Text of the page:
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NASHVILLE… Folks, usually a few days after the weekly edition of the Worldwide Reader Weekly comes out, and before I sit down to apply fingers to keyboard once again, I will read through the previous weeks offering to get a feel for readability and so on. The process of doing that usually gets a boost when you haven’t read or thought about it for a few days after submitting. Some weeks I see where a word change here or there could improve a column, or if I achieved what I set out to do; make a reader feel what I was feeling when I saw an event as it unfolded. When I still lived in the Twin Cities, and even for a short time afterward I was usually at 3-5 sporting events per week. Make no mistake, I think back to those days and realize how absolutely lucky I was to be able to do that.
Just from an affordability standpoint today that would cost a small fortune. I was also quite lucky that a lot of times I got free passes from neighbors and friends. And to have a neighbor that would go on to become a Twin Cities sports icon got me into places and chances to meet people that would never have happened otherwise. To say I was lucky would be a vast understatement. When I was young I was crazy about football, college and pro. I took in as much info about those entities as I could. I am much more into my favorite hockey now, but I was into gridiron nirvana way back when. So imagine my surprise when I was doing my weekly re-read of last weeks offering and when I got to the part where I wrote; “Oddly enough, with Minnesota having no NFL club ever before“, I just about fell off of the chair!
You know there are times when you suddenly realize you really stepped in “it” (as in big pile of “it”) and it hits you and there is some level of inner shame and embarrassment as well, and heck, I guess no one got hurt (hopefully not) and I will have to step up and fix it. Enter in the Duluth Kelley’s and the Duluth Eskimos, both of which were Minnesota’s only pre-Minnesota Vikings National Football league teams. How in the h-e-double-hockey sticks did I forget that? And they were right in DULUTH for crying out loud!
Worse yet was that when I was really into the game I am positive I read a biography relative to the Eskimos at least with a minor precursor in the story about the Kelley’s. And knowing my old reading habits and comprehension skills, I probably read it several times. When something interested me back then I took in every bit of info I could find on the topic. Geez I thought, I am getting old, and my memory is going down the toy-lay! At any rate, some younger readers may be aware of the team, and my guess is that most don’t hold any in-depth knowledge of them. And there may still be some real old timers who remember the team quite well perhaps.
The short of the long is that the Duluth Kelley’s competed in the league from 1923-25 going 9-7 in those 3 seasons. They were affiliated with the Kelley-Duluth Hardware store. Evidently the team played a lot on the road, and no home games were held in late season due to the weather conditions up north in November-December. Apparently the team was not with the hardware store after the 1925 season and then became the Duluth Eskimos. At that time they also obtained star player Ernie Nevers to join the club.
They would last only two more years in Duluth, 1926 and 1927, accumulating a 7-13-3 record. They would play only one home game out of those two years and that was the season opener in the 1926 season and that was the final game ever played in Duluth. The team played at Duluth Athletic Park which was originally constructed on the site where Wade Stadium now sits. It was built in 1903 for the baseball Duluth White Sox and eventually the Dukes, and it was replaced by Wade in 1941. One of the original Viking owners, Ole Haugsrud owned the team and after the disastrous 1927 season where the team only won one game, he sold the them back to the league.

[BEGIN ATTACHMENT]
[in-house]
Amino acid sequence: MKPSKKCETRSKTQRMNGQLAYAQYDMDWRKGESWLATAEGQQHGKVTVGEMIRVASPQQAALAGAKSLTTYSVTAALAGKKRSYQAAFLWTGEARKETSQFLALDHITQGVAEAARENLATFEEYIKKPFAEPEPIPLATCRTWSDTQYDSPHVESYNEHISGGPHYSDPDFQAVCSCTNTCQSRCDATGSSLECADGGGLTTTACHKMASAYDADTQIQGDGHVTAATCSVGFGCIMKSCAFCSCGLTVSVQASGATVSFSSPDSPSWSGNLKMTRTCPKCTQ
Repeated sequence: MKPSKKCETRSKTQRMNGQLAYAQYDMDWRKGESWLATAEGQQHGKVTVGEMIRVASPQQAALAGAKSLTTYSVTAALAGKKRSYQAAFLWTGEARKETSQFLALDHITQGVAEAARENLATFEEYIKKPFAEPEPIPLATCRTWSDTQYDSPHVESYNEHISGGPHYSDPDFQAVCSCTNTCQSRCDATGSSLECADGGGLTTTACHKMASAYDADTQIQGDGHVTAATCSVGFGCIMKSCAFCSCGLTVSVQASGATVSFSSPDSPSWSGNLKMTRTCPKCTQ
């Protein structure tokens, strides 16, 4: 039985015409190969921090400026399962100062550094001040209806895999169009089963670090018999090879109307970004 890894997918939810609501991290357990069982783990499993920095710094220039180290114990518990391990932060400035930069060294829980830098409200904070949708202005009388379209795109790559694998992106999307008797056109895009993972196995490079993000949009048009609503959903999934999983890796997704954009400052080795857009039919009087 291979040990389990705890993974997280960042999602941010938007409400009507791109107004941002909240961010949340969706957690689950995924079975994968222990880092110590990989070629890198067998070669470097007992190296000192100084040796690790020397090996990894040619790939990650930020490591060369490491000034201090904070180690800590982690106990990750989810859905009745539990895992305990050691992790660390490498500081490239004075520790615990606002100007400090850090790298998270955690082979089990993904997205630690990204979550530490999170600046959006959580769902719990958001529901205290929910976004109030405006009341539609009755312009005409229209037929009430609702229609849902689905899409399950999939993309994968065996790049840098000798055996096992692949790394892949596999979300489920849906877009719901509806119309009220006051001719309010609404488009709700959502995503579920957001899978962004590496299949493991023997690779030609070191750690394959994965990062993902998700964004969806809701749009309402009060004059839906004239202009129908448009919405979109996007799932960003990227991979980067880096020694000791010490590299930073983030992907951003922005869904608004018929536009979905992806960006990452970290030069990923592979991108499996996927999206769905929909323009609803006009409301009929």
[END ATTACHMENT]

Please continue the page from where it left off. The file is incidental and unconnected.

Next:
Haugsrud did however, maintain the rights to have the first crack at any future ownership if the NFL came back into Minnesota and when the league granted Minnesota the Vikings franchise rights in 1960, Haugsrud had a 10% stake in the new team. Through various sales and maneuvering the team would resurface in Orange, NJ for a season and then was on to Newark, NJ for yet one more year before being mothballed with the country in the middle of the Great Depression and no new buyers were forthcoming.
As for Nevers, let me ask this question first, and I’ll give you the answer at the end; Where was Ernie Nevers born? He played High School football at Superior Central HS, and at Santa Rosa HS in CA. He went on to play at Stanford University playing and starring in the !925 Rose Bowl versus Notre Dame and the Famed Four Horsemen. He rushed for more yards then all 4 of the Horsemen combined and was the star of the game. His jersey is retired at the school, one of only 3. He went on to play with the Eskimos, the St. Louis Browns and the Chicago Cardinals. Upon retirement from playing Nevers went on to a distinguished coaching career.
Nevers entered the College Football HOF in 1951 and the Pro FHOF in 1963. At one time he held the record for most points scored in a game with 40 in a 40-0 rout of cross-town rival the Chicago Bears. He scored 6 touchdowns and 4 extra points. I am not certain, but that record may still stand today. A remarkable athlete for his time and was often compared to Jim Thorpe. Nevers is ranked #25 on the ESPN top 25 college players of all-time and also played professional baseball with the St. Louis Browns, notably giving up 2 homeruns to Babe Ruth in his 60 homerun season in 1927. Where was Nevers born? Willow River, MN! PEACE